If you haven’t met me, let me introduce myself. I am a type A personality. At least I think so. I don’t know a lot about personalities, but from what I hear, that’s probably me although over the years I have softened….a lot. I was talking to my counselor about it the other day during my visit. We were talking about the appointment my husband and I had with the high risk maternal fetal doctor. My regular OB had sent us for a consult to see what steps, if any, needed to be taken in the future, and if there were any tests they could think of to run. We had to wait for about 2 weeks to get in, and when we got there he told us what we figured he would – that after looking over 40 pages of paperwork in my chart, he found our series of unfortunate incidences and tragedy to be “bad luck” – no testing or further visits needed. It was no surprise to us at all – we were told at the hospital that the cause of our baby’s death was very clearly a cord accident that had no cause other than accidental. We were told the same by our doctor also. And now, we were being told by another doctor, but for some reason I couldn’t help feeling let down. I was really downright sad for a few days and I couldn’t figure out why. I mean, in all reality he had given us the best possible news – that we were not high risk in any way and that our chances of a healthy baby in the future was the same as any other couple trying to have a baby. Sounds good. The best news possible after what we have been through, but I realized that the best wasn’t good enough. I realized that nothing short of “everything will be fine” would make me feel any better and less afraid and that being a doctor he couldn’t say that. He told us the truth meaning that like everyone we have to face a 20 percent chance of miscarriage….a 1 percent chance of stillbirth. Those numbers might be acceptable to some – they were to us once too - but now, having been on the astronomically losing side of odds, statistics are no comfort. I guess it was just another reality check that there are no, and will be no guarantees which is just what I was discussing with my doctor, commenting on the fact that people with anxiety usually face control issues of some sort. I am no exception, but I do recognize it and have actively tried to change it. For many years, I carried the weight of the world on my shoulders. Everything from how the towels were folded to peace in Israel, I was sure would fall apart if I didn’t do it, and I am so grateful that I am not like that today. My counselor asked how that happened and as I read off a list of extraordinarily difficult situations from my college years, to my divorce, to the last four years, all of which were out of my control, she just looked at me. Then she asked “And your response to all that was to let go of control a little more each time”? It didn’t occur to me before then, but it’s true. Instead of holding on tighter, I let go. It wasn’t an innate response, but you can either allow struggle to strengthen you or defeat you, and pretending to have control when it was becoming increasingly clear that I didn’t have all that much, sure seemed like a fraud and a denial and a failure. I do have hope in the future, and my hope is in my ability to continue to trust God with the outcome.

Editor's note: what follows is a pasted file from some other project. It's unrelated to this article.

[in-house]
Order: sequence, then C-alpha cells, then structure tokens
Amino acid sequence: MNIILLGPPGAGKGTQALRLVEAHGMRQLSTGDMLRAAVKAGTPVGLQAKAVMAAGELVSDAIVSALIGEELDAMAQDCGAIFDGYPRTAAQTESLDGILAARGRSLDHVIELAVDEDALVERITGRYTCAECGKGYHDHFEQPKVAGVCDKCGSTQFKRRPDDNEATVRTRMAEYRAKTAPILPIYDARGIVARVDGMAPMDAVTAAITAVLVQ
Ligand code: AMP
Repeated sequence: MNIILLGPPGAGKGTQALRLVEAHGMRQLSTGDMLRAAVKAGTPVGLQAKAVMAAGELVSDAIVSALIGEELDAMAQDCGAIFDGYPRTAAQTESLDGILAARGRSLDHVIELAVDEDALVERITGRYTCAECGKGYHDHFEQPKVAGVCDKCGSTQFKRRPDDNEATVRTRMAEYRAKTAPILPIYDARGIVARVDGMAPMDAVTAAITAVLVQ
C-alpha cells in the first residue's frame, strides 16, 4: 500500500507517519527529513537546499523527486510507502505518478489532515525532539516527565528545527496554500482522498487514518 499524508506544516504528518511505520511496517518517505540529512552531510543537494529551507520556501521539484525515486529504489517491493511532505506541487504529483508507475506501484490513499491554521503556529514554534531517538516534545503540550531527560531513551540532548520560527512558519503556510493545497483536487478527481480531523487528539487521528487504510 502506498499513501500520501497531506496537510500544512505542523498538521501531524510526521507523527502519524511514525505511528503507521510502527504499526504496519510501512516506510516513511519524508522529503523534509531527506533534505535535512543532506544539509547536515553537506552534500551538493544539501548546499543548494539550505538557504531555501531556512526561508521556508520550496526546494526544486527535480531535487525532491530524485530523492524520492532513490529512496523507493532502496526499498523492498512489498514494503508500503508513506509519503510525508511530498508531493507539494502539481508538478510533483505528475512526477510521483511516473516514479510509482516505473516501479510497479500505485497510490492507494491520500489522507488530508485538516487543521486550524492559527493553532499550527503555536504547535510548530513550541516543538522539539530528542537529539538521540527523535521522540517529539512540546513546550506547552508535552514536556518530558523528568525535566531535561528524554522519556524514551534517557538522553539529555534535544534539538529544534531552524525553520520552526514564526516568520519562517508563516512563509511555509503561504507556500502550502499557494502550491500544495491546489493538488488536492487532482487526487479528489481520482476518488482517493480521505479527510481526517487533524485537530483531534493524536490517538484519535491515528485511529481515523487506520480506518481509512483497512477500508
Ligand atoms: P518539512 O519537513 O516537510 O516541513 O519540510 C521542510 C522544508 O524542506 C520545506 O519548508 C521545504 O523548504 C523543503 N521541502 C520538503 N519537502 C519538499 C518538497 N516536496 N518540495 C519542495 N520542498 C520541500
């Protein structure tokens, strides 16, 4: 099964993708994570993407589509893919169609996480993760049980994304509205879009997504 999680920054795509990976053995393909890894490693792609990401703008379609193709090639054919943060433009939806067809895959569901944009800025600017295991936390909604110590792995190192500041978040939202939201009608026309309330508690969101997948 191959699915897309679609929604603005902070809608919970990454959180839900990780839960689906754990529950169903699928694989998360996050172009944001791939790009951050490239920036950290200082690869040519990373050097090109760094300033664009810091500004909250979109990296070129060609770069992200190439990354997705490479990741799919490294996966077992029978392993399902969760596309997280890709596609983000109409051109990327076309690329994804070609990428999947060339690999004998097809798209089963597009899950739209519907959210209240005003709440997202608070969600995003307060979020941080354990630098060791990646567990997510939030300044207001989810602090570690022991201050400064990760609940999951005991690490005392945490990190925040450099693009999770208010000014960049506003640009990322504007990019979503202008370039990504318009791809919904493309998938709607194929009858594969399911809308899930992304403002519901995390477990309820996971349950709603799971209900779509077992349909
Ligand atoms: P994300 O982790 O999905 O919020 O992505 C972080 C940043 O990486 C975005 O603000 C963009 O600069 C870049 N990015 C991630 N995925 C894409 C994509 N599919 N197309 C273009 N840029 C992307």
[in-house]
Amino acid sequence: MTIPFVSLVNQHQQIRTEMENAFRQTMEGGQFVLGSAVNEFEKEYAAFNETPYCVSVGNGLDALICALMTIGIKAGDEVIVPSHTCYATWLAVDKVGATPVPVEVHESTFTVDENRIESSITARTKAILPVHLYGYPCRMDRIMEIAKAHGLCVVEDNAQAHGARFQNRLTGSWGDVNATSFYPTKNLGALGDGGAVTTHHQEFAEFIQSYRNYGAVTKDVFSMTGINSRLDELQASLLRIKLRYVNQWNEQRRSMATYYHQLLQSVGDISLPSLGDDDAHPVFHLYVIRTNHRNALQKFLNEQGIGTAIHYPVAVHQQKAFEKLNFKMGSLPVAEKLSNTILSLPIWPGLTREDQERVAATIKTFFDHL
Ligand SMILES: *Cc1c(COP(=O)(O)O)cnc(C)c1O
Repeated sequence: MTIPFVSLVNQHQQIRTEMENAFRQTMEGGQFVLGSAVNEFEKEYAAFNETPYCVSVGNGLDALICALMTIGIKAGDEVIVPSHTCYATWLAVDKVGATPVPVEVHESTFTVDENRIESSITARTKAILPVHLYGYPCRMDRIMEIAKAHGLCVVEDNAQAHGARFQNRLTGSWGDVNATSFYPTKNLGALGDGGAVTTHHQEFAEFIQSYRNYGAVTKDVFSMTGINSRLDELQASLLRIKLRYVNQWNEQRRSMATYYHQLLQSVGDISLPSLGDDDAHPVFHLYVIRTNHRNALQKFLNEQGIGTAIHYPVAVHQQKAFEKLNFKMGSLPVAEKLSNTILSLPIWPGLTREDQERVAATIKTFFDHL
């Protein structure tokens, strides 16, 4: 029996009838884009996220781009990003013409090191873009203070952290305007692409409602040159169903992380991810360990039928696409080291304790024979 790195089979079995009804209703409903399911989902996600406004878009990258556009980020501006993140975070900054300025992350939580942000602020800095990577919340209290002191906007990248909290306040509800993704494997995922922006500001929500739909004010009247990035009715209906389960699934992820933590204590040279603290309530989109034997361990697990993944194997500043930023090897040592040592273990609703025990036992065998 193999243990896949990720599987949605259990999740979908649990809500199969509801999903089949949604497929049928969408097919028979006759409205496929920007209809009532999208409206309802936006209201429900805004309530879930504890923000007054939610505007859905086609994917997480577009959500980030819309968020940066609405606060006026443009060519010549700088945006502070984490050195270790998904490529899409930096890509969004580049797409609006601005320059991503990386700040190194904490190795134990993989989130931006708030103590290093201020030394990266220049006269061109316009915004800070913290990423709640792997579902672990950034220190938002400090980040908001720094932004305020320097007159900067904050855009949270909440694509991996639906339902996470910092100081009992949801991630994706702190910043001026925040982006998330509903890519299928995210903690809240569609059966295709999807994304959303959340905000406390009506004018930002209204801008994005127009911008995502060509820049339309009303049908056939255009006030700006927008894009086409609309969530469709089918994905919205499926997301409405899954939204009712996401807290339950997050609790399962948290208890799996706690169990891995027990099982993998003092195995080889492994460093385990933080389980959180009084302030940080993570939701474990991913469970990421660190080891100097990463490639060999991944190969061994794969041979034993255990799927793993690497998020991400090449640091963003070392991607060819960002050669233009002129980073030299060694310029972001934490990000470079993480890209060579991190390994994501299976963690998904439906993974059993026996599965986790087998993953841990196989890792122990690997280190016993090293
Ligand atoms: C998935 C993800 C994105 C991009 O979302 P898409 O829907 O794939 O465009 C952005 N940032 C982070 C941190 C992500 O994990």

Sunday, January 29, 2012
Grief is a very hard concept to explain. It is different for all people and different for all situations. It is a process, and while it does have a definite start, it probably has no real end. The shift from unbearable, to tolerable, to…well….. to something that is just a part of you which is indiscernible from your other parts is impossible to pinpoint. I don’t know where I am on that continuum. I did realize just the other day that when I respond “good” when people ask how I am doing, I actually mean it. I have been responding “okay” or “good” to that question since the beginning because there is nothing else really to say. Even though the response is the same, the feelings behind it have shifted dramatically. When I was asked that question, the words from my mouth were forced and the pain in my heart welled up at even having to say them. Because I wasn’t good. I was consumed by grief and I realize that while it’s still there, it is no longer consuming me. My response now is focused on life and hope and thoughts of now. I think that’s a good thing. It sure feels better. It made me start thinking about how it is that that happens. I remember all too well the second by second wavering between grief and hope in the days and weeks after my daughter’s death. It is a horrible, gut wrenching existence… barely an existence at all. For a few seconds alone, you can start to put your life into some sort of perspective, but before you can get a clear image, a feeling of hope at all, that chocking wave of grief passes over your body and lands on your chest crushing you back into despair. It’s like trying to claw your way out of a hole, and getting your fingers dug into the steep sides enough to barely life your feet of the ground and then losing your grasp….over and over….tens of thousands of times a day. It seems that after even a short time of that, we would give up. The grief would win, choking the hope out of us completely, but it doesn’t.
1 Thessalonians 4:13
Brothers, we do not want you to be ignorant about those who fall asleep, or to grieve like the rest of men, who have no hope.
The LORD is close to the brokenhearted and saves those who are crushed in spirit.
These two verses came to me many times in cards and in prayers, but I didn’t really have a place for them in my understanding. I do now. Grief would win, if we look at the situation with human eyes, but it is because of a power greater than ourselves that that seed of hope can grow. The seconds between grief and despair become minutes. Each time, we climb out of that hole just a tiny bit more before falling back. And then somehow, miraculously, you find yourself with more hope than grief, more life than defeat, and that my friends, is by the grace of God.